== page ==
Tuesday, December 6, 2016

Pizza Bombs and Other Truths

The kids ate chocolate before breakfast. And we celebrated the first snowfall of the season with pizza bombs and hot chocolate with marshmallows for dinner. Oh, the kids ate chocolate as part of their after-school snack as well, because we celebrate the season with an Advent calendar that contains sweets. They also each had a jellybean after dinner. Because we have two different Advent calendars.

On the flip side, St. Nicholas, who brought us the morning chocolate in the shape of golden coins, also left us oranges, which were eaten with a balanced breakfast. For lunch, the kids ate self-packed healthy food. No treats for school meals, mama’s rules. Snack in the afternoon contained a fruit and dairy. And the pizza bombs were accompanied by fresh salad and fruit.

I try to balance it, keeping the treats just that—treats. To be eaten on rare and special occasions. But anyone who knows me knows how much I love my Lindt Lindors and Jelly Bellies. Anyone who knows me also knows the gym is essentially my “place of work.” I go for about two hours a day to get my brain in working gear so I can function for my kids at my best level. It’s had a side-effect on my body, making it leaner, more muscular, and faster than any other time in my life.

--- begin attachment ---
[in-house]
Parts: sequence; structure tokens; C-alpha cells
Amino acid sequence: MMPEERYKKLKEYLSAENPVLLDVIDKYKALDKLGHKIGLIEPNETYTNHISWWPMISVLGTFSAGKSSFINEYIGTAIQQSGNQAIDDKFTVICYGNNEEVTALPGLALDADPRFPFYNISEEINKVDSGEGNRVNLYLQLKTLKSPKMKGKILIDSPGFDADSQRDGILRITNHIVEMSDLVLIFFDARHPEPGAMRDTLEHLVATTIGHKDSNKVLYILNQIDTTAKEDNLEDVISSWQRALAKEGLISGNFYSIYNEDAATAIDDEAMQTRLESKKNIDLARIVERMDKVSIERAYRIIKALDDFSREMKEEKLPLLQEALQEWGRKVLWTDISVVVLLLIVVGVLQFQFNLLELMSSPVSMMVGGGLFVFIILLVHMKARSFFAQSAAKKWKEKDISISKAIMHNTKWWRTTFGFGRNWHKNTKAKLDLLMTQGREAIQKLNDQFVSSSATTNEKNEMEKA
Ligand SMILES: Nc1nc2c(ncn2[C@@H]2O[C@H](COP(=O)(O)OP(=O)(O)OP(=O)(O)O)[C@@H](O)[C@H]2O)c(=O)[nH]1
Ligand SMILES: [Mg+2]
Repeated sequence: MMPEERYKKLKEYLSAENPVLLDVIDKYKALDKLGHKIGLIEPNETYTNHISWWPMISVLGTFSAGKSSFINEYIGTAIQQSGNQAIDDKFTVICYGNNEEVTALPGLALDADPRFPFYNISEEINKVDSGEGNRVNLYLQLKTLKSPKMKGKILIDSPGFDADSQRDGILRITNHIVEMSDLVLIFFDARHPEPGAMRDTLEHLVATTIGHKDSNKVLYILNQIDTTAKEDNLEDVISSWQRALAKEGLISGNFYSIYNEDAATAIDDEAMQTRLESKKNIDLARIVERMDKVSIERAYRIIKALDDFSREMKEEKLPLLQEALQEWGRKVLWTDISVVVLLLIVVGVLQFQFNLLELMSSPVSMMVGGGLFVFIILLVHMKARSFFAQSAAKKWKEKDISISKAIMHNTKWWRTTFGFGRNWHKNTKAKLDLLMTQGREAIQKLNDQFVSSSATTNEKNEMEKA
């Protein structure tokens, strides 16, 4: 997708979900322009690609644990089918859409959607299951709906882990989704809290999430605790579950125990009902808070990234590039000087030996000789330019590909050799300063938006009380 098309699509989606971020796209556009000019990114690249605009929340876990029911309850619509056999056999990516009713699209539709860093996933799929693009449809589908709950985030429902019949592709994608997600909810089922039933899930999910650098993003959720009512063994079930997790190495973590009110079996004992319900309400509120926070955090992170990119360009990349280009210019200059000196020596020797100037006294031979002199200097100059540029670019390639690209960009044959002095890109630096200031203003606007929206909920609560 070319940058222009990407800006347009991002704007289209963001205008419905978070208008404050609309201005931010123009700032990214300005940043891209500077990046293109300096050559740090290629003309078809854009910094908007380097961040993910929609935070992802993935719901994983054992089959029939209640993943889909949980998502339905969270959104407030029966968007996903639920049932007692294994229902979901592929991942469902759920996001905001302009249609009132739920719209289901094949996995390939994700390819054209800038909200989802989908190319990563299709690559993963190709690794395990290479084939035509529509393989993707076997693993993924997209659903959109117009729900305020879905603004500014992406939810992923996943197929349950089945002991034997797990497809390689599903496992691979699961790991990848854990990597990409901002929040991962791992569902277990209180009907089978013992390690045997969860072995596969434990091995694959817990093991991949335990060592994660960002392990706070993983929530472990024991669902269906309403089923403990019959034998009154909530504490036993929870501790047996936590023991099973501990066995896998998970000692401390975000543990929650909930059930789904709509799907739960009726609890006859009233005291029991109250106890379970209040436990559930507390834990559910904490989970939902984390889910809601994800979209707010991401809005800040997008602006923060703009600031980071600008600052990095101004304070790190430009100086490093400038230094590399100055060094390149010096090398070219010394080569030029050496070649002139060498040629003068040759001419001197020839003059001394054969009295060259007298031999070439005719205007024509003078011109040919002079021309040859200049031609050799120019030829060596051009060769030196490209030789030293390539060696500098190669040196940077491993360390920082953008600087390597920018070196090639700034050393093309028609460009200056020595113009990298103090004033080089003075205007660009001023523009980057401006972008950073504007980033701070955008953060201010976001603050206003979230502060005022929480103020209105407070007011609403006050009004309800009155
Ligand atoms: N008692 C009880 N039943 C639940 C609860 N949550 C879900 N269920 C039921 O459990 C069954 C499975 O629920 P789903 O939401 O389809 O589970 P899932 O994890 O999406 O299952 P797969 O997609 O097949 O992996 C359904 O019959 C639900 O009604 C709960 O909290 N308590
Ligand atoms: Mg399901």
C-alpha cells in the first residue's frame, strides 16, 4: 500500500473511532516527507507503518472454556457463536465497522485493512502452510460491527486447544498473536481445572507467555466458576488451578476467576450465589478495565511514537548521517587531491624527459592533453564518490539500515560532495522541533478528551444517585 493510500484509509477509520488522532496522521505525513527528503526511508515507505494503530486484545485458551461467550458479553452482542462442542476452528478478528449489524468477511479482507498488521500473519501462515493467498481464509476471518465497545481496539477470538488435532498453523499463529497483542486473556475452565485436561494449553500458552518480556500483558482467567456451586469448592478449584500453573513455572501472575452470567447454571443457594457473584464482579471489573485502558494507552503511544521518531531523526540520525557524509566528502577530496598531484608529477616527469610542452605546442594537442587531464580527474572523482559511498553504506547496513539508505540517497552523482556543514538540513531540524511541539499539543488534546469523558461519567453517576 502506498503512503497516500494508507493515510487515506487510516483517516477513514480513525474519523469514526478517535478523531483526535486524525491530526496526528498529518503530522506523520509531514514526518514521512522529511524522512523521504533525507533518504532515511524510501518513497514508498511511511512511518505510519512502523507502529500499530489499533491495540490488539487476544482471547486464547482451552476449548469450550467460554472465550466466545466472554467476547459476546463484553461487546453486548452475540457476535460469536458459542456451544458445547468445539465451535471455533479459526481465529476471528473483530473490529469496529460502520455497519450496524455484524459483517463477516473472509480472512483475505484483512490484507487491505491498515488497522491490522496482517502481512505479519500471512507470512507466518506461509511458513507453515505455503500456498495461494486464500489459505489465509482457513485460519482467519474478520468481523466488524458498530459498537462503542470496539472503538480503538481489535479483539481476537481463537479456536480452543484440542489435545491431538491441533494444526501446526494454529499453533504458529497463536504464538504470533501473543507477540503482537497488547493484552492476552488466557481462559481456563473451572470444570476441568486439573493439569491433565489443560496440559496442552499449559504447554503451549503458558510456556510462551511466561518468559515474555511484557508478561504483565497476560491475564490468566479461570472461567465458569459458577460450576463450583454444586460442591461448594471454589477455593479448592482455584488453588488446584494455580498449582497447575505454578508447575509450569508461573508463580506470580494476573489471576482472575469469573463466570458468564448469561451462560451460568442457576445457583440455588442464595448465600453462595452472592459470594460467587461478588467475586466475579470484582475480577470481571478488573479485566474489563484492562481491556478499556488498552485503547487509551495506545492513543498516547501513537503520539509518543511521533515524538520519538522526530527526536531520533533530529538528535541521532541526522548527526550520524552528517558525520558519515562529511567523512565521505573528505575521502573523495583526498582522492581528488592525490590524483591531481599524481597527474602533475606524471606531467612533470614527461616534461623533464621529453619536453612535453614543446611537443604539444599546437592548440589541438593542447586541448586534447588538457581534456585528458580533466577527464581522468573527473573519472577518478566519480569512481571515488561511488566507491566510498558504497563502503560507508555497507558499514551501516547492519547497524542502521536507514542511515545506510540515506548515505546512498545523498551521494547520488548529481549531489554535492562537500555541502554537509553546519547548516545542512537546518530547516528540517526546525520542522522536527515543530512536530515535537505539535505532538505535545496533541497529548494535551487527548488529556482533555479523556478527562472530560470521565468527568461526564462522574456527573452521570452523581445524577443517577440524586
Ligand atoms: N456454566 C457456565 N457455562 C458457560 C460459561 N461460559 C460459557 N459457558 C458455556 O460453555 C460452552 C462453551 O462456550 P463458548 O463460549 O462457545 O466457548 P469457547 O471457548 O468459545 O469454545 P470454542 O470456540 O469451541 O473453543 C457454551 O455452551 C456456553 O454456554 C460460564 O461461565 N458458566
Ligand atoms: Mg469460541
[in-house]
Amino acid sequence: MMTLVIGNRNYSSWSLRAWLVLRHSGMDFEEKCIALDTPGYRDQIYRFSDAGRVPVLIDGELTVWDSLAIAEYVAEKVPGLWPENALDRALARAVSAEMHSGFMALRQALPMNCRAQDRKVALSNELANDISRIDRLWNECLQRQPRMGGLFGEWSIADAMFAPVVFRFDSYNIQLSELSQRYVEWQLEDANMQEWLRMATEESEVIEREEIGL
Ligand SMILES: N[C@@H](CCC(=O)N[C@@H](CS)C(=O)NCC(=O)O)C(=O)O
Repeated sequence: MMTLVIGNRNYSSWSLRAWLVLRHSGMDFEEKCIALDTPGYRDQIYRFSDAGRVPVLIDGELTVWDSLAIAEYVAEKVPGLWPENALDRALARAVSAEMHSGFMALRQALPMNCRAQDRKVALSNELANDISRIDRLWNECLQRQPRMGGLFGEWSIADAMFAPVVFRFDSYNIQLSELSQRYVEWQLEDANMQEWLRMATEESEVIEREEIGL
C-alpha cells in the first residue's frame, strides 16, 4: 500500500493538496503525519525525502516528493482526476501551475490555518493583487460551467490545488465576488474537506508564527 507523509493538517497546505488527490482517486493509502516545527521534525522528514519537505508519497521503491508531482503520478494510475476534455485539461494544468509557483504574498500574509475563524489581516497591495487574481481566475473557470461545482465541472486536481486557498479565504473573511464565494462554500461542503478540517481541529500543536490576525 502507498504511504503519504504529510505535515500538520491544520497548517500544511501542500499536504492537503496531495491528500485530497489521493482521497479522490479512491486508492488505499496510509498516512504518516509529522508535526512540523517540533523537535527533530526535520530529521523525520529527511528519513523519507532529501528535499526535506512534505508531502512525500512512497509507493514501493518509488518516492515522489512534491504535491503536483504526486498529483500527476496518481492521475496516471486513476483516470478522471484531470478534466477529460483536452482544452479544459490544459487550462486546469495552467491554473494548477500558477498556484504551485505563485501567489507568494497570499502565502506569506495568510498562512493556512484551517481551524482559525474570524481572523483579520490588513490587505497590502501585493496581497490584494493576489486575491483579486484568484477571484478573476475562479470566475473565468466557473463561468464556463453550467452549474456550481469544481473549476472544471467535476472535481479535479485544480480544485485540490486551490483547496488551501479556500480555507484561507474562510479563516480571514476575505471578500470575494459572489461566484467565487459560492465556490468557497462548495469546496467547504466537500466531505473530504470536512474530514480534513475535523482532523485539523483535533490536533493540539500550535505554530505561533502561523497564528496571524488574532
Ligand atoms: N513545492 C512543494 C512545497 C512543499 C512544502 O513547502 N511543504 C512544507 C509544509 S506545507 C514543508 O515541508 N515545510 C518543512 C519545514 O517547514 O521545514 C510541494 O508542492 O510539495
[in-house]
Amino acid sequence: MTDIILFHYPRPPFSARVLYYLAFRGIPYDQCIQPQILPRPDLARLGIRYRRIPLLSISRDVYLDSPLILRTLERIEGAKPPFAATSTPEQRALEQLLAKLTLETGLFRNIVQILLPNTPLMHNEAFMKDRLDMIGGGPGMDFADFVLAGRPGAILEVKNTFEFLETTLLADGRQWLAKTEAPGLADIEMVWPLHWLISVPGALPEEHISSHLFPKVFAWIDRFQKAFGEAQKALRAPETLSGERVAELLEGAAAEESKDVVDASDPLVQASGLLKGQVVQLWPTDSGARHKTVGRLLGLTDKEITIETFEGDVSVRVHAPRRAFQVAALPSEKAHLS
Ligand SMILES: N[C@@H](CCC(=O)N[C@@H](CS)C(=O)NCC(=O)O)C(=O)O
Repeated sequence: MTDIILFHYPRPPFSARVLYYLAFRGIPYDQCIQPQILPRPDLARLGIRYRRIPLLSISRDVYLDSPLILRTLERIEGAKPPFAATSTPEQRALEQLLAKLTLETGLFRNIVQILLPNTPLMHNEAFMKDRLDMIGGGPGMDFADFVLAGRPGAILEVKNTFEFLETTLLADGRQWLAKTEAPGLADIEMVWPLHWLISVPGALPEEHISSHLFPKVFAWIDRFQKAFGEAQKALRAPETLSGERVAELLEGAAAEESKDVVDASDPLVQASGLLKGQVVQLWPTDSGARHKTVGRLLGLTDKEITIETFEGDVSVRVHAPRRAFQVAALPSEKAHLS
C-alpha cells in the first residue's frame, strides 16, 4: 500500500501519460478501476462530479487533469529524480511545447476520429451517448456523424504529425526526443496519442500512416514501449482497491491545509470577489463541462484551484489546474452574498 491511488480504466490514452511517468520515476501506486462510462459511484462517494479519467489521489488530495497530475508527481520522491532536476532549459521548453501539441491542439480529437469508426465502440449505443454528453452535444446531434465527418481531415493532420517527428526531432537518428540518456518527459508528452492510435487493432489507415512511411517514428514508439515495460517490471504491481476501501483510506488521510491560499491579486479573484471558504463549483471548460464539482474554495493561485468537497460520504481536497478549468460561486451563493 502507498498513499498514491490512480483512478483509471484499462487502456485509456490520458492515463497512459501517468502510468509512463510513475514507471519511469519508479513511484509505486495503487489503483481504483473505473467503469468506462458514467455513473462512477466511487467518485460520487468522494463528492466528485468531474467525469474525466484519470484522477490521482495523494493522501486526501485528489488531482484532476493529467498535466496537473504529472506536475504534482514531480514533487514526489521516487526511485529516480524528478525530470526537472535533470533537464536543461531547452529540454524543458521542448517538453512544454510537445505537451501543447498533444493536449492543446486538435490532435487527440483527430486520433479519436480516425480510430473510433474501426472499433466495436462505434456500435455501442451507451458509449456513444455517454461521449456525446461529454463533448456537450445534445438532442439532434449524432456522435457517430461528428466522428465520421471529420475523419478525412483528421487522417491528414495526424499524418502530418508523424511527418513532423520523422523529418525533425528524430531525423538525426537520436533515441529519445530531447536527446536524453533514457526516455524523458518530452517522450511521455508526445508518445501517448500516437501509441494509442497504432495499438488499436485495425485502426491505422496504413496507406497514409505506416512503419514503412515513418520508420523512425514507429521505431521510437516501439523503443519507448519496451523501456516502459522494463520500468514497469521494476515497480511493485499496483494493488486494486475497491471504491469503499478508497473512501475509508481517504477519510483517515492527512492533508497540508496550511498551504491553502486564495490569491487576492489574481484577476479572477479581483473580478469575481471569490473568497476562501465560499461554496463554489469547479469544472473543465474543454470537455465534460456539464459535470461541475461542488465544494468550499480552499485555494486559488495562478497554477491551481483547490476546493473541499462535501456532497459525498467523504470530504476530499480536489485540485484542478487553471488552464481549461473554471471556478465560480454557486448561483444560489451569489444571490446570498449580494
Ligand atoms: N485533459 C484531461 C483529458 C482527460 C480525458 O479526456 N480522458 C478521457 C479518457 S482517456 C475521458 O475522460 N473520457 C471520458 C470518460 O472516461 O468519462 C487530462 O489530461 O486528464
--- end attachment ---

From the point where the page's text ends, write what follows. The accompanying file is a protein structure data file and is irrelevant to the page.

The point?

Anything taken out of context or seen without all the pieces, is not the truth. You can’t take a snapshot of my kids eating 7:00 AM chocolate and berate me for being a terrible parent with kids who have uncontrollable sugar issues. Nor can you take a picture of me running a sub-six minute mile or curling forty-five pounds of iron and claim I wouldn’t touch candy or pizza. Using one piece of knowledge to prove a point serving your own agenda is not telling the truth. In fact, I would call it lying by omission. Or just straight-up lying.

And that’s how a lot of news stories seem to be running right now. And how a lot of political figures seem to be talking. People say, “Well, you have to look at the source. You have to do your own research.” And I’m stuck there, a little glassy-eyed, wondering how on earth I’m to know what source is putting what kind of slant on any information. Clouding issues is social media—essentially anybody has a platform on which to speak their opinions as fact, and truth can easily become lost in the random murk of deception.

What happened to honesty? Why purposely print misleading and incorrect information? When you get in front of a microphone, why change your numbers or your promises, or hide your intentions? Shouldn’t we be able to trust our media? Or the leaders of our country? At what point are we allowed to collectively shout: “Enough!” Because I’m there. I’m ready. I want to know what’s really going on in the United States and the rest of the world. I don’t want information purposely sugarcoated or beefed up. I don’t want it purposely tarnished or spun with negativity. I don’t want lies. The whole picture matters more than judgements based on ratings and political rants. I want the whole shebang. The pizza bombs and chocolate, along with the gym time. Everything.

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